Glenn T. Seaborg

  • From:

    University of California at Berkeley | Lawrence Berkeley National Laboratory │ Berkeley, California

  • Year:

    1963

  • Subject:

    Physics

  • Award:

    Franklin

  • Citation:

    For nuclear science discoveries.

Glenn Theodore Seaborg was born in Ishpeming, Michigan in 1912. He entered the University of California, Los Angeles in 1929, and received a Ph.D. in Chemistry from the University of California, Berkeley in 1937.

In 1939, Dr. Seaborg was appointed an instructor in chemistry at the University of California, Berkeley, where he was promoted to Assistant Professor in 1941, and to Professor of Chemistry in 1945. In 1946, he also took responsibility for direction of nuclear chemical research at the Lawrence Radiation Laboratory (LRL). In 1961, he was Associate Director of LRL, and in the same year, he was appointed by President Truman to be a member of the Atomic Energy Commission's first General Advisory Committee, a post he held until 1950. In 1958, he was appointed Chancellor of the University of California at Berkeley. In that capacity he served until his appointment by President Kennedy to the Atomic Energy Commission in 1961, when he was designated Chairman of the Commission. From 1959 to 1961, he was also a member of the President's Science Advisory Committee. Dr. Seaborg was given a leave of absence from the University of California from 1942-1946, during which period he headed the plutonium work of the Manhattan Project at the University of Chicago Metallurgical Laboratory.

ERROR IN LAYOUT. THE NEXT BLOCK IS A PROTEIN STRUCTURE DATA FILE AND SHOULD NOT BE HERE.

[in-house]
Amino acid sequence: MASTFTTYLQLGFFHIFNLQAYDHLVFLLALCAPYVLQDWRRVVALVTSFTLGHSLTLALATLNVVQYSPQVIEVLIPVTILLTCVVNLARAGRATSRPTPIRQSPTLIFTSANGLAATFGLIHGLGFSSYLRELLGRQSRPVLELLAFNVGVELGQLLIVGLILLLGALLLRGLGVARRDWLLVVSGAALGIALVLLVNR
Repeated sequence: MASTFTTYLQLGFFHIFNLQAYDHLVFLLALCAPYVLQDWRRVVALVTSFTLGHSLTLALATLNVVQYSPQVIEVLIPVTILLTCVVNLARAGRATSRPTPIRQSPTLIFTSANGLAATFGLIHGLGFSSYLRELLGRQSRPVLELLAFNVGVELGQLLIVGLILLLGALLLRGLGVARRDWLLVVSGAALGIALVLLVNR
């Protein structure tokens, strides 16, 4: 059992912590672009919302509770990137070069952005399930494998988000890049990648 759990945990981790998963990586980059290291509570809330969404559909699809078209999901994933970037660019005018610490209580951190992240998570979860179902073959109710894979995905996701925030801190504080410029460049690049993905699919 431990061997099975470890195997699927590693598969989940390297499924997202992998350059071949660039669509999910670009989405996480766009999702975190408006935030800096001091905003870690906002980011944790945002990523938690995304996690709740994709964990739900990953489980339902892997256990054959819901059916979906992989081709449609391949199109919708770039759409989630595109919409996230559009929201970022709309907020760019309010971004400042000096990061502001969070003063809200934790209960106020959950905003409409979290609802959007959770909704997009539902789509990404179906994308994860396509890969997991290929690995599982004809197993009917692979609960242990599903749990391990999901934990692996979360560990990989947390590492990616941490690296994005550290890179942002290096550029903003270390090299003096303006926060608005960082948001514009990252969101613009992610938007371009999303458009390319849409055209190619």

Dr. Seaborg was co-discoverer of plutonium and all further transuranium elements through element 102. In addition to the discovery of transuranium elements, Dr. Seaborg and his colleagues are responsible for the identification of more than 100 isotopes of elements throughout the Periodic Table. He is also author of the actinide concept of heavy element electronic structure. In this connection, Dr. Seaborg demonstrated that the heavy elements form a "transition" series of actinide elements in a manner analogous to the rare-earth series of lanthanide elements. The concept demonstrated how the heavy elements fit into the Periodic Table and thus demonstrated their relationships to the other elements. In 1974, he co-discovered a new member of the transuranium family: element 106, named seaborgium in his honor. Dr. Seaborg was the only person to have an element named for him during his lifetime.

Information as of 1963